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IWW Practice-W Exercise Archives
Exercise: "Patchwork"

These exercises were written by IWW members and administrators to provide structured practice opportunities for its members. You are welcome to use them for practice as well. Please mention that you found them at the Internet Writers Workshop (http://www.internetwritingworkshop.org/).

Prepared by: Alice Folkart
Posted on: Sunday, June 27, 2010
Reposted on: Sunday, July 29, 2012
Reposted on: Sunday, November 15, 2015

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Write a scene in 400 words or less that incorporates one item from each of four categories supplied with this exercise. Often, a good tale begins with a collection of story elements that seemingly have no relationship to one another. This is your opportunity to select a few, mix them together, and show your readers the scene that emerges.

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Setting: A Park, a Zoo, a bedroom, a mountain trail, the interior of an airplane, a jail cell

Character: A teenager, male or female; a 70-year-old woman; a Buddhist priest; a coal miner; a celebrity, a Boy Scout Leader

Historical Period: The present; the future; sometime in the 19th Century (or any Century you find interesting); the year you were born

Situation: A robbery; a plague; a political rally; a rock concert; an execution; a revelation.

What kind of story could you make of a scene in which it is the year 2056--a Rock concert is in progress a few blocks away, and a Buddhist priest is waiting for someone at the entrance to a zoo?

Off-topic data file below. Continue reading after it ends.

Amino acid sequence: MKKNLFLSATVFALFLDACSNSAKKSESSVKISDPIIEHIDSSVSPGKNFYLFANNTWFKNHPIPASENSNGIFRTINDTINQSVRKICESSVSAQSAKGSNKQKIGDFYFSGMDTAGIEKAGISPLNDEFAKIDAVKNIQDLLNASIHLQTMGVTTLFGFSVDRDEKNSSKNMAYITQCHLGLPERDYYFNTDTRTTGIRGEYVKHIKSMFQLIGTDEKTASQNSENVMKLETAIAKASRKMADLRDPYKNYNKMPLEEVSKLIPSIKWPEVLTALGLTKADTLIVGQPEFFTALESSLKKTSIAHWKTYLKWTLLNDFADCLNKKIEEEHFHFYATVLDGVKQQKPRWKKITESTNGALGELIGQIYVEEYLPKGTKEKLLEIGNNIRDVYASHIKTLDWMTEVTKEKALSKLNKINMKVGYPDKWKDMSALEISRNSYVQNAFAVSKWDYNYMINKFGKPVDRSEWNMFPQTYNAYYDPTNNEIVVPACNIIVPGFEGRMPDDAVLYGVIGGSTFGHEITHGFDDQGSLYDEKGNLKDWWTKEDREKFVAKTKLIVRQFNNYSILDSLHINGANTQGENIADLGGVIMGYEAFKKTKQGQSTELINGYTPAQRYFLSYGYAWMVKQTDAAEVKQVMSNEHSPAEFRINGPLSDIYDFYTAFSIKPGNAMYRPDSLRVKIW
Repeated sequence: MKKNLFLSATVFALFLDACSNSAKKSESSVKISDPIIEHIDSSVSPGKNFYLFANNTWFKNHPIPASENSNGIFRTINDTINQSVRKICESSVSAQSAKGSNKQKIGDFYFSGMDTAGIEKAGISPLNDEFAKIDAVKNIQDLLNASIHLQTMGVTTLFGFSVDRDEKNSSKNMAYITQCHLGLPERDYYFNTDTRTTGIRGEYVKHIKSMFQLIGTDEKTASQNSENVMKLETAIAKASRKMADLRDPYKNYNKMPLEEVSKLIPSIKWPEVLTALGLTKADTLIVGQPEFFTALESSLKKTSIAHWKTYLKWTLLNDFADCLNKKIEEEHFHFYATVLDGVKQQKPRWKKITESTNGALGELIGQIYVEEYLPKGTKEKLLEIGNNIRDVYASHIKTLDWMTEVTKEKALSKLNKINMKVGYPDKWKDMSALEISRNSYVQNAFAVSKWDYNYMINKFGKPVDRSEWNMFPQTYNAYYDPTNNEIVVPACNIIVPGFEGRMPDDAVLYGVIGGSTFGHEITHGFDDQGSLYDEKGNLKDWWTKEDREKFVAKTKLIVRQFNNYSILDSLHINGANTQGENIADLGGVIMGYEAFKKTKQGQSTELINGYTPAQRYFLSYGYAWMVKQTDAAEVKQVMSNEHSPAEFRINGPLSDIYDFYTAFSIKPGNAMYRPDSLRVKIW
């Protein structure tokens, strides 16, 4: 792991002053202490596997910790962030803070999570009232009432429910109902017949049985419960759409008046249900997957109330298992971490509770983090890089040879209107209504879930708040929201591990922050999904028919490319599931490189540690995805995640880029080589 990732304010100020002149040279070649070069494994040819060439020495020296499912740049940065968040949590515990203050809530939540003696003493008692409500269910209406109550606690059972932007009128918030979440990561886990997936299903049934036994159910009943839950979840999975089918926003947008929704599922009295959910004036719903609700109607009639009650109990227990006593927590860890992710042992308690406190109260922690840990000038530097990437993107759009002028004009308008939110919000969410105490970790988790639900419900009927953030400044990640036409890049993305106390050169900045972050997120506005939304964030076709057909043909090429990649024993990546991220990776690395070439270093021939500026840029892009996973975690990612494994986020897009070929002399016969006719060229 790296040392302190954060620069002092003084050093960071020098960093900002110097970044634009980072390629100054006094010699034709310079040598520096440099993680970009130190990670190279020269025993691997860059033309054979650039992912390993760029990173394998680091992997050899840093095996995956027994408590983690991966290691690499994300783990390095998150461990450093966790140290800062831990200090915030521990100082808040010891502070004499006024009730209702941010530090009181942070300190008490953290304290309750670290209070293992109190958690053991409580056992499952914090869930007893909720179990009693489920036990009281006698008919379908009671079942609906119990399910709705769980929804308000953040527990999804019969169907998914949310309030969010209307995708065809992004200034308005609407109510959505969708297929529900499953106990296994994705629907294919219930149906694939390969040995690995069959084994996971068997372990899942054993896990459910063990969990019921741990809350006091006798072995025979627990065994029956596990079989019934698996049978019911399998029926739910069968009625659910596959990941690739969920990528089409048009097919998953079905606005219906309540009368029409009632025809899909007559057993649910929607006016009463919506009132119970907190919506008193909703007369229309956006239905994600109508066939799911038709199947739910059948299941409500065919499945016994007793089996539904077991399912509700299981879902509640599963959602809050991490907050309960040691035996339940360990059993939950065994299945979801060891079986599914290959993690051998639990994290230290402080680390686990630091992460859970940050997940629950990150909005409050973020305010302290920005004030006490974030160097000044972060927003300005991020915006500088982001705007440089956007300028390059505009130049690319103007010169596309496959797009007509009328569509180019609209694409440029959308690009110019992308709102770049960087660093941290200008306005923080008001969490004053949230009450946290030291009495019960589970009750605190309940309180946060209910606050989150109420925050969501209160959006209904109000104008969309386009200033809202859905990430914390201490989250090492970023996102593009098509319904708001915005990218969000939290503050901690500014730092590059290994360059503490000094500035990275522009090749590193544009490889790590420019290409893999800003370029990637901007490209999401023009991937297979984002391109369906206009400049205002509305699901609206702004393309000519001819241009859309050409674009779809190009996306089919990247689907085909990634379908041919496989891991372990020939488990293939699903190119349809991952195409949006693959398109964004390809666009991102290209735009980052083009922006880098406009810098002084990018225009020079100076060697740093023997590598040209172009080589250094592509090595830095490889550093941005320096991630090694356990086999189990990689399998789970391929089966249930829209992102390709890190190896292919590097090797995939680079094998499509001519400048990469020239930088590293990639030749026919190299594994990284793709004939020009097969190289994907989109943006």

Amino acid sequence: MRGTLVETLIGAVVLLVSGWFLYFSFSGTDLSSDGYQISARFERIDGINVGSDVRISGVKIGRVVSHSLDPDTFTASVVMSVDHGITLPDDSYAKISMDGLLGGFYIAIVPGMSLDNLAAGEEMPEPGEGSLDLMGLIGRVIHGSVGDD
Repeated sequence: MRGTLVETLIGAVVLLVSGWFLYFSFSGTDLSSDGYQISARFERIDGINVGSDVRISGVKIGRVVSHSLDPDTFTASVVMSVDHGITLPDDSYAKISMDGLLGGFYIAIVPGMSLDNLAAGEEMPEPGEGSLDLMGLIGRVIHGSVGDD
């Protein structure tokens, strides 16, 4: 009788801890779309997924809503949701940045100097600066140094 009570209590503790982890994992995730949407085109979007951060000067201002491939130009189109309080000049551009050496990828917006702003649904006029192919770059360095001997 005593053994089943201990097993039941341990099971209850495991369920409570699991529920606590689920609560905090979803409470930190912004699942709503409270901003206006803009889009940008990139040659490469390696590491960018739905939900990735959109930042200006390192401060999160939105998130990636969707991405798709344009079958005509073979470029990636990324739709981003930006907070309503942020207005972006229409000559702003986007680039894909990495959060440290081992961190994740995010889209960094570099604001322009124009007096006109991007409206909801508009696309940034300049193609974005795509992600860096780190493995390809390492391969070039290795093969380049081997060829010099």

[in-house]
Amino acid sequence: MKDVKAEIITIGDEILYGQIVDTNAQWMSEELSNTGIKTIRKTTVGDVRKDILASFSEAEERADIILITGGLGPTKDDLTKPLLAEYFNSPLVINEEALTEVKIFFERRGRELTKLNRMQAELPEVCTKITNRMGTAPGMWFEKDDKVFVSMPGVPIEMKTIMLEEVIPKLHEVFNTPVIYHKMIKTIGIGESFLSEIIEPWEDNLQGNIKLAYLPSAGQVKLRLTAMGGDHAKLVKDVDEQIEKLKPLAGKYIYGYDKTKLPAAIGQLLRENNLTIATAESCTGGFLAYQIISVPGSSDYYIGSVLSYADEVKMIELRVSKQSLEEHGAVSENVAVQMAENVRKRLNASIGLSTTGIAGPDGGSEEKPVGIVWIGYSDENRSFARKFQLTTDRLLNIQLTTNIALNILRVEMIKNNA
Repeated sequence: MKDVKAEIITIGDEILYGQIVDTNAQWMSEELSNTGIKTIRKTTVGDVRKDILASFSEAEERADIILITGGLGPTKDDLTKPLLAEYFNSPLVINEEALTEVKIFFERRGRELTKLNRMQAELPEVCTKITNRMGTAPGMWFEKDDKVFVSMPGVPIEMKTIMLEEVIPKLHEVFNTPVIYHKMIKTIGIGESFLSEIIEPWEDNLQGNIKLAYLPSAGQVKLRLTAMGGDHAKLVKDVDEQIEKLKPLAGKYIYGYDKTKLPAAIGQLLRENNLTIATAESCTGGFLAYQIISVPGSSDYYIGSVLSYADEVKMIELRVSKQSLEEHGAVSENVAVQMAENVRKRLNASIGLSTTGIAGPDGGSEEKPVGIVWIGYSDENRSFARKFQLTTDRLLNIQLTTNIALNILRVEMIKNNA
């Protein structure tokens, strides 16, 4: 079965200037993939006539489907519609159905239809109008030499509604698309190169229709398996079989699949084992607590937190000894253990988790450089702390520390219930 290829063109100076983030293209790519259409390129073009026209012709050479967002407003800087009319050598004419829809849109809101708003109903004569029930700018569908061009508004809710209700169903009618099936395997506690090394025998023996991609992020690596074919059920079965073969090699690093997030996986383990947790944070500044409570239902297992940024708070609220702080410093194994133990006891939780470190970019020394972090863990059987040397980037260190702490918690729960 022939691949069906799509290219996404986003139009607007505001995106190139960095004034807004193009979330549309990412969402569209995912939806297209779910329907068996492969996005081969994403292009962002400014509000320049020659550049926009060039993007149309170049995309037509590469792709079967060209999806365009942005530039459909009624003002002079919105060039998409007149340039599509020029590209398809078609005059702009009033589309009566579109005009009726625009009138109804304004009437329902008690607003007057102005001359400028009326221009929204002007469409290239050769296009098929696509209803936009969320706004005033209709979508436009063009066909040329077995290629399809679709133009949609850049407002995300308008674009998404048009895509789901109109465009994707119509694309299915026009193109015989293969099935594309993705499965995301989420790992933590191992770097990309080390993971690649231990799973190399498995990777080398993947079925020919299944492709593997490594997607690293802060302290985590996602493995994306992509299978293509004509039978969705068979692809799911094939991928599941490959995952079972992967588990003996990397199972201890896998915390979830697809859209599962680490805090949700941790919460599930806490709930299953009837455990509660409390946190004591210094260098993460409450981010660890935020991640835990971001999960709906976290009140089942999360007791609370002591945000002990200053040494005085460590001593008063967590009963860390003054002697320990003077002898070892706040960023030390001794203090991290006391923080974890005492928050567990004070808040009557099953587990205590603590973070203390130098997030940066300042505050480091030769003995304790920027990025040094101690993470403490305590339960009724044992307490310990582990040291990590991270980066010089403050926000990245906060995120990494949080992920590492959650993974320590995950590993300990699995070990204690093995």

Or, a 70-year old woman sits in a jail cell. It is 1898, and she is waiting to be executed.

Or, it is the present day. The 70-year-old woman enters a bedroom and discovers that she's been robbed.

There are many possible permutations with these different bits of data. See how you can work some of these pieces into an interesting scene.
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Write a scene in 400 words or less that incorporates one item from each of four categories supplied with this exercise. Often, a good tale begins with a collection of story elements that seemingly have no relationship to one another. This is your opportunity to select a few, mix them together, and show your readers the scene that emerges.

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In your critique consider how creatively the author has used the bits of data to build a framework on which to hang a story. And then discuss how the author has or has not fleshed out the character and situation. Comment on any special characteristics of the story. Does it feel factual or fantastic? What makes it feel that way? Would you want to read more? Why or why not?


Web site created by Rhéal Nadeau and the administrators of the Internet Writing Workshop.
Modified by Gayle Surrette.